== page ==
WASHINGTON (Reuters) - With PowerPoint presentations and political promises, Egypt’s influential Muslim Brotherhood made its U.S. diplomatic debut this week hoping to persuade Washington that the Islamist group is committed to democracy and rule of law.
A delegation from the Freedom and Justice Party (FJP), the political wing of the once-banned Islamist movement, has been making the Washington rounds talking to officials and think tank experts about their growing role as Egypt heads toward presidential elections.
“We are here to start building bridges of understanding with the United States,” Sondos Asem, a member of the party’s foreign relations committee and editor of its official English language website, said at a forum at Georgetown University in Washington.
“We acknowledge the very important role of the United States in the world and we would like our relations with the United States to be better than before.”
The Muslim Brotherhood, which was founded in 1928 and seeks to promote its conservative vision of Islam in society, has made dramatic gains since a popular uprising toppled President Hosni Mubarak last year and launched Egypt on an unpredictable political course.
The United States has broadened its engagement with the group but is moving cautiously amid widespread skepticism over its aims, particularly after the FJP announced it would field a candidate for presidential elections in May despite an earlier pledge to stay out of the race.
The FJP candidate, Khairat al-Shater, said in comments reported on Wednesday that introducing sharia law would be his “first and final objective,” but the FJP group in Washington sought to dismissed fears this meant they aimed to establish an Islamic theocracy.
Abdul Mawgoud Dardery, an FJP lawmaker from Luxor, said the party was dedicated to the principle of a “civil state” and the objectives of sharia law rather than its specific practice.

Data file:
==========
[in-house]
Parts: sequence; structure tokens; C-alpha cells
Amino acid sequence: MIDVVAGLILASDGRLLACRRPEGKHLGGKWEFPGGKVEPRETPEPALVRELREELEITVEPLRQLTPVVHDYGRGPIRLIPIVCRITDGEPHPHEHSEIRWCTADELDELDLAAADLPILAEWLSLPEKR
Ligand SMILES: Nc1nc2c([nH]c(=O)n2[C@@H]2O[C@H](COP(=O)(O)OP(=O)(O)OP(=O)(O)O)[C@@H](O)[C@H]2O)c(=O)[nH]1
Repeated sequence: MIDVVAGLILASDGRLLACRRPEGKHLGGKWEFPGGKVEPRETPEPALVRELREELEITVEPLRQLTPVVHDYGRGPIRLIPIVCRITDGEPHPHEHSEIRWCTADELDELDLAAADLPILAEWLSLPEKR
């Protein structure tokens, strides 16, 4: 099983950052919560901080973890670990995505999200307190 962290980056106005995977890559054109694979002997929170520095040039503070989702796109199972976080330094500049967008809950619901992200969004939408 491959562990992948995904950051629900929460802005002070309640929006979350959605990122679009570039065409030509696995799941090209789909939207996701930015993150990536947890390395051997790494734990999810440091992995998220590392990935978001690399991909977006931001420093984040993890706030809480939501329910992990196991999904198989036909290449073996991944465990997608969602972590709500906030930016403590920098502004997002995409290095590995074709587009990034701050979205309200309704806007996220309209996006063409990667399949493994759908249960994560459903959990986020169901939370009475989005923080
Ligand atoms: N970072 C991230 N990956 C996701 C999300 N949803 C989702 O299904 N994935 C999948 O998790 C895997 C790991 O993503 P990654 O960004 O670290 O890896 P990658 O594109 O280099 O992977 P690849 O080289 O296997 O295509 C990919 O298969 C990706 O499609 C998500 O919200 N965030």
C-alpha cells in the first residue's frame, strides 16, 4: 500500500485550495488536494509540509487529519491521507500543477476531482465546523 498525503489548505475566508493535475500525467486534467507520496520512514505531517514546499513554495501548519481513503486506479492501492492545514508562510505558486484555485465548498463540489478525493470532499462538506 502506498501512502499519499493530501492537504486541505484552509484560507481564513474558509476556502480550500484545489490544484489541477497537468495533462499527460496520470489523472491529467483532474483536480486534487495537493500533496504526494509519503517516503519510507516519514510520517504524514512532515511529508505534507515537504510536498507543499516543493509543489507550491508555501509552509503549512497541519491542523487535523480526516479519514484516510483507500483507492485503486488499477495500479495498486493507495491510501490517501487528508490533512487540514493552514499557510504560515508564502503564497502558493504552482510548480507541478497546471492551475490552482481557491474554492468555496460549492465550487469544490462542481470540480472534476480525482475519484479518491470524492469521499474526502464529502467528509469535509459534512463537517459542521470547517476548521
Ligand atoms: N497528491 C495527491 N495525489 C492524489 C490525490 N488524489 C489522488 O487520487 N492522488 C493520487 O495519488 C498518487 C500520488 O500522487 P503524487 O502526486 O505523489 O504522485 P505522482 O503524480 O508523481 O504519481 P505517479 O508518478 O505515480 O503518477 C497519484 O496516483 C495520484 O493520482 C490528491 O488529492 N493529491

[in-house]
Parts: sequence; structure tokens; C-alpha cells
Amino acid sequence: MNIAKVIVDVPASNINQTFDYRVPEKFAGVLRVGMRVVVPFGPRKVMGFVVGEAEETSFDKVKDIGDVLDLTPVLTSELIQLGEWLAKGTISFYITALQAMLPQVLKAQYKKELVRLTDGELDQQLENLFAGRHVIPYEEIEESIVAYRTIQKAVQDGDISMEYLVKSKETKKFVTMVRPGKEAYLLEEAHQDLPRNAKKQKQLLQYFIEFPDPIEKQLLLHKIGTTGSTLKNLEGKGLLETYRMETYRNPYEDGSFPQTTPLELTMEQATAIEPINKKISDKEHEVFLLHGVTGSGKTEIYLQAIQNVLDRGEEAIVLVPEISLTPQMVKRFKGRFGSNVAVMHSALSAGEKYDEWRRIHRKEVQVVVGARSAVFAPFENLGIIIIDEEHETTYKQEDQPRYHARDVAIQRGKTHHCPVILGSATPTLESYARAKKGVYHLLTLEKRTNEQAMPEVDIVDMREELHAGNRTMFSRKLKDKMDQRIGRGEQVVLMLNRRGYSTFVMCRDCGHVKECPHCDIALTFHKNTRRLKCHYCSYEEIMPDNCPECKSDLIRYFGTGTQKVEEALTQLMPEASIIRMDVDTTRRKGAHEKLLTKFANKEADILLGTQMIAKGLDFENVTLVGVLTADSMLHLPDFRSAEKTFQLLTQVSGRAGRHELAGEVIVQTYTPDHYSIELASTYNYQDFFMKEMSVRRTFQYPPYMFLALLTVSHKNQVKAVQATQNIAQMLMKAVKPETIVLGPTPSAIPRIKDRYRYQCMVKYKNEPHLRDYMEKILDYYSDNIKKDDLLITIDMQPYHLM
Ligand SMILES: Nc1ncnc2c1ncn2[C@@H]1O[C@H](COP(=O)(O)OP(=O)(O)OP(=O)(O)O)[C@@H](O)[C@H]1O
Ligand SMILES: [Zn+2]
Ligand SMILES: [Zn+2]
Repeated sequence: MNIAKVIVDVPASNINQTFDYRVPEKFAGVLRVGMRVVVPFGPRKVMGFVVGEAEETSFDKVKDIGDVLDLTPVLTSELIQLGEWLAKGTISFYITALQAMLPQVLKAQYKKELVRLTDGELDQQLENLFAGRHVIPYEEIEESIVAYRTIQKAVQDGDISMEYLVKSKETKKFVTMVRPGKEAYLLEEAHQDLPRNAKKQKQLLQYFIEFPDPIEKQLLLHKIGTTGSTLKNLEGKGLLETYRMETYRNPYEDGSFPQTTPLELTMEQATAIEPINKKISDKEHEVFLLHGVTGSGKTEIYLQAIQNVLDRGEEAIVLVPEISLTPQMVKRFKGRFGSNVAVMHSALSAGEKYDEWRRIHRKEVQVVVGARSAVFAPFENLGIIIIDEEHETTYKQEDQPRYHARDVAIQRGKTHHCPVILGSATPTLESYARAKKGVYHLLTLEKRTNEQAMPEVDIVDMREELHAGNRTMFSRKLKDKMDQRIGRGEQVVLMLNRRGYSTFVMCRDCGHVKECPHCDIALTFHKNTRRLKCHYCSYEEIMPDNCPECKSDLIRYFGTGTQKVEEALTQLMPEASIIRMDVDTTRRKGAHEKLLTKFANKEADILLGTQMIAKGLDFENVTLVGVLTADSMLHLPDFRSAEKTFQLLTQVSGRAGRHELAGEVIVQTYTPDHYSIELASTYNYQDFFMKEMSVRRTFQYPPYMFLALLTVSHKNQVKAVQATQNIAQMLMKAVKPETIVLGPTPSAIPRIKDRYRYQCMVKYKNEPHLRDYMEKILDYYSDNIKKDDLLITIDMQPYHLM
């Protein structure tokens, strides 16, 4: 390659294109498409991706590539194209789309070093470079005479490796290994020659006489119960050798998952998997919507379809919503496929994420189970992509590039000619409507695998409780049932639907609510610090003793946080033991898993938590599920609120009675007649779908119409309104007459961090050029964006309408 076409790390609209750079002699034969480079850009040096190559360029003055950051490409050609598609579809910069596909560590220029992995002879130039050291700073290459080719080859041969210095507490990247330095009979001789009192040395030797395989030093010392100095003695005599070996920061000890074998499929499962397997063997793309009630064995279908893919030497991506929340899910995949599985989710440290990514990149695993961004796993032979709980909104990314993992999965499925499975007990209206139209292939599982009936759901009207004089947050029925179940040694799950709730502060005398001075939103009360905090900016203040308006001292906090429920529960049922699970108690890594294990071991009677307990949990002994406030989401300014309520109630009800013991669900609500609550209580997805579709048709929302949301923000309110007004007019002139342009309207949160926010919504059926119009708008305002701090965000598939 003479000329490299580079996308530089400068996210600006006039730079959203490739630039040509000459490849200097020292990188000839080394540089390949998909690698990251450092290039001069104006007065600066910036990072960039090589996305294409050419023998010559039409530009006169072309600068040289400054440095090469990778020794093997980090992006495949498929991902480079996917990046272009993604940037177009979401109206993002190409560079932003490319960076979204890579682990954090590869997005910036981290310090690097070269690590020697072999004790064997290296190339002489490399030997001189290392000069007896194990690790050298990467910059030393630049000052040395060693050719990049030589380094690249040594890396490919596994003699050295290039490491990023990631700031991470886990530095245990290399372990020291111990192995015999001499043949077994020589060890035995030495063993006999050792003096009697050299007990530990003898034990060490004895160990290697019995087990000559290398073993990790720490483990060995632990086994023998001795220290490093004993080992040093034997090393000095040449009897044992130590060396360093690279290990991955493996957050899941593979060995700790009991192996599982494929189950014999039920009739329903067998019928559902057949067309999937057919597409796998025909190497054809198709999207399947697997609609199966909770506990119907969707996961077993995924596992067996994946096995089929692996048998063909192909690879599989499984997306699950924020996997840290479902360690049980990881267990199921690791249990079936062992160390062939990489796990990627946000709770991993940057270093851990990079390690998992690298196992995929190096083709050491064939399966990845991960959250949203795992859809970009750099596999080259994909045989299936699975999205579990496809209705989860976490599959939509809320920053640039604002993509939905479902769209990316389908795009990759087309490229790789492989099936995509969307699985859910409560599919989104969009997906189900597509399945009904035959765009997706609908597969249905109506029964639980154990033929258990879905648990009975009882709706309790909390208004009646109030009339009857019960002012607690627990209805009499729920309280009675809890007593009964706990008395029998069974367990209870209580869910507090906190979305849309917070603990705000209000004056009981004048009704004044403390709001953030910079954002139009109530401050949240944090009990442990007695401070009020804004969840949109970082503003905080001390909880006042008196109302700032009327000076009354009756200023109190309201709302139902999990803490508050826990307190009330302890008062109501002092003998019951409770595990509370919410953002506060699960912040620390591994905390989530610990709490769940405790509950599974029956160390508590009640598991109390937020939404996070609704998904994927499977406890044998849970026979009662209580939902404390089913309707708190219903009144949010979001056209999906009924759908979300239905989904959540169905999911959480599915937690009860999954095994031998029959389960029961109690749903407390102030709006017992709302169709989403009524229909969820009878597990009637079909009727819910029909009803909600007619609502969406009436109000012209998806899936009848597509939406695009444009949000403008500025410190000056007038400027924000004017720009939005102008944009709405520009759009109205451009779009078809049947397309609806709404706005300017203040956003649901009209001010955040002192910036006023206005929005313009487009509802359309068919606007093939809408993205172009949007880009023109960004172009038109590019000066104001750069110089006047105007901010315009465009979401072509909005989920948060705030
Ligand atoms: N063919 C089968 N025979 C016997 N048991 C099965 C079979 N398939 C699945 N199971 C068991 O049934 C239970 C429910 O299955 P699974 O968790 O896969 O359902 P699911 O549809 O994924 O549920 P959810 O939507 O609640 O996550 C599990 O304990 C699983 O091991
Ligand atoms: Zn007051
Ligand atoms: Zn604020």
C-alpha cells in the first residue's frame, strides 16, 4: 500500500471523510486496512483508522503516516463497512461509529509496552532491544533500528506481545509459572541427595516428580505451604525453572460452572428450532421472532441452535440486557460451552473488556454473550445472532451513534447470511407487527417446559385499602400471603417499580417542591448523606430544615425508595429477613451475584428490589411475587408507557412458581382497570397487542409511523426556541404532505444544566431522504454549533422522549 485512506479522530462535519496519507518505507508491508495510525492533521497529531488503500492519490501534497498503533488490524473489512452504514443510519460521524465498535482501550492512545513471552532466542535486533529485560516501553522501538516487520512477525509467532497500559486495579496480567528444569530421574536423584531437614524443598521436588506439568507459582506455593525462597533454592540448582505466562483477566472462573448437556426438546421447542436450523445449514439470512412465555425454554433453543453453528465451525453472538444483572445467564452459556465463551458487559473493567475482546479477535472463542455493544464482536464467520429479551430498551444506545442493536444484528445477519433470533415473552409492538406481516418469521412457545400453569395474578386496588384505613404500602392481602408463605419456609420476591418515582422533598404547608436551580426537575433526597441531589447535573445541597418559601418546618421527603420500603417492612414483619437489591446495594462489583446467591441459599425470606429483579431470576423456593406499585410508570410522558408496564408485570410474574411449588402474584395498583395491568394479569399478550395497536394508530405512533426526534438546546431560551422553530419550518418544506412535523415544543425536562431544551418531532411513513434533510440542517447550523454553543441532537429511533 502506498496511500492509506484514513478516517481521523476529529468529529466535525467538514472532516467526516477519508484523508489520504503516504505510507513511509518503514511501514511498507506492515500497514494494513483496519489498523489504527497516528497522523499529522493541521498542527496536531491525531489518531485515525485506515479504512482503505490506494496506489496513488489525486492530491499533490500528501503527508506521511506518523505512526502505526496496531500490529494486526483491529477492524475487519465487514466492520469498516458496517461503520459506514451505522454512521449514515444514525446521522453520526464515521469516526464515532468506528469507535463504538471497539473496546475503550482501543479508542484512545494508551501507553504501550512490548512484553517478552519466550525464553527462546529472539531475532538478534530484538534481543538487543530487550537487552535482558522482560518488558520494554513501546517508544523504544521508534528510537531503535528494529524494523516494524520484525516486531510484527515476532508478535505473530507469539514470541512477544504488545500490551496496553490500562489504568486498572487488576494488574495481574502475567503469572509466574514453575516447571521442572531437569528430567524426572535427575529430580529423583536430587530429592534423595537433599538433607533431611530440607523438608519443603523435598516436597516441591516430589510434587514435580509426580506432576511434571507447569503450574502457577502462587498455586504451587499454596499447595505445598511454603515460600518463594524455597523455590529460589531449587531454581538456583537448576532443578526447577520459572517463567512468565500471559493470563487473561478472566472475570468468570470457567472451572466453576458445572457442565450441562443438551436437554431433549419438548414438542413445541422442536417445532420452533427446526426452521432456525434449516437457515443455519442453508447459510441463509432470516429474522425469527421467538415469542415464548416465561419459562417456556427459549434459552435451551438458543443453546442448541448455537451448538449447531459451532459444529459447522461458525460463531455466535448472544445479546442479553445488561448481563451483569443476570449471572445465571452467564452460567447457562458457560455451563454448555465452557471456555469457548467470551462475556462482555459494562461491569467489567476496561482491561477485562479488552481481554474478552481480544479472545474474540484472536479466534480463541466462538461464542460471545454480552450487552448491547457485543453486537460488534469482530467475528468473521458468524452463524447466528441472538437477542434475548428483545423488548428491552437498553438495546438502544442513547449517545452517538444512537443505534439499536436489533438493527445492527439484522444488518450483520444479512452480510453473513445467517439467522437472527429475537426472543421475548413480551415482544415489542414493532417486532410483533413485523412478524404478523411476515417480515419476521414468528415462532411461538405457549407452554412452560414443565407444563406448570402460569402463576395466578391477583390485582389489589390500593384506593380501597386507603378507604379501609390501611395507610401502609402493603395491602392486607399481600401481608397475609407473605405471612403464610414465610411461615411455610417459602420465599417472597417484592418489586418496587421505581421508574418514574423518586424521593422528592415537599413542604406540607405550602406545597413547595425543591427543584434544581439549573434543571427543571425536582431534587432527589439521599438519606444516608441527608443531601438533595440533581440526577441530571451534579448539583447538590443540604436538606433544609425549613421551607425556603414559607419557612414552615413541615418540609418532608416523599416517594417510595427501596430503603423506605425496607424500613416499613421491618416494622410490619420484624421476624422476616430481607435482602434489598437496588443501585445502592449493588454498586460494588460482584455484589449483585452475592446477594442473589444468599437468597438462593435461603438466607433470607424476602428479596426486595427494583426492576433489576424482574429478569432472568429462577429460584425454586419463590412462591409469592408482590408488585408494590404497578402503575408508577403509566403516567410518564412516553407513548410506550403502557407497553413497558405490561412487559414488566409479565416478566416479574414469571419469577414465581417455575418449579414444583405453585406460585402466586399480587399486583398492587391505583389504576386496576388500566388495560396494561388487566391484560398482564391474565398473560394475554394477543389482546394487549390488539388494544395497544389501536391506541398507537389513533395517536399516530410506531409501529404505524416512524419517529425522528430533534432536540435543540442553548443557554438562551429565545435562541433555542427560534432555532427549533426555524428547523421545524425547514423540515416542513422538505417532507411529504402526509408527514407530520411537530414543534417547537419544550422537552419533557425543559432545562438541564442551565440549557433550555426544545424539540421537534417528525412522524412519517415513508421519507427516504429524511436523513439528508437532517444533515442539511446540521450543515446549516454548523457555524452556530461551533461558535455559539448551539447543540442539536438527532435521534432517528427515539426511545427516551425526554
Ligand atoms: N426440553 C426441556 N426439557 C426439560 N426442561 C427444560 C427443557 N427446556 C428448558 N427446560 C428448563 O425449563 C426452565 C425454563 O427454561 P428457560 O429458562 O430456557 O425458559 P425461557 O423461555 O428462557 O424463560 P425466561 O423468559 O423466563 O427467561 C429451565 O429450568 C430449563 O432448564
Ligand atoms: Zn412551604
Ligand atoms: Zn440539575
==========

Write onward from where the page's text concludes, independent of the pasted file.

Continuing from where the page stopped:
“The principles are universal: freedom, human rights, justice for all. This is the priority of the Freedom and Justice Party,” he said at the Georgetown event.
White House spokesman Jay Carney said the Egyptian delegation had met with “low-level” officials at the National Security Council, and they were also expected to meet officials at the State Department.
“The Muslim Brotherhood will play a prominent role in Egypt’s life going forward,” Carney told reporters on Wednesday.
The FJP team took pains to appear both reasonable and flexible during their Washington visit, quoting both from the Koran and from the U.S. self-help manual “Seven Habits of Highly Effective People,” and depicting themselves as the true heirs of the uprising in Cairo’s Tahrir Square.
“We are seeking to fulfill the demands of the young people who revolted in Tahrir Square, and these demands are our priorities,” said Asem, who also manages the group’s Twitter account.
At Georgetown University, the group used a PowerPoint presentation to detail plans to promote economic liberalization, political reform and social inclusiveness, and said the FJP was a moderate force that could strike a balance between secular activists and more hardline Islamist groups.
“The Freedom and Justice Party is taking the middle ground,” said Dardery, who in addition to his FJP role is also an adjunct professor at a Minnesota university.
“We have a tradition that needs to be respected, and this is where we start from, but we cannot ignore human civilization.”
Pressed by skeptical questioners on how the FJP would handle issues ranging from the social role of women to freedom of speech and religious choice, the FJP team stressed that the aim is a pluralistic society upholding universal rights.
Hussein El-Kazzaz, a Muslim Brotherhood advisor and former university professor, said the FJP was committed to broadening its support throughout Egyptian society and dispelling fears over its objectives.
“The party will be stable as long as the stands that it takes still make sense to the majority of the people,” he said. “I think people will start understanding what they see here once they get the facts.”
Editing by Will Dunham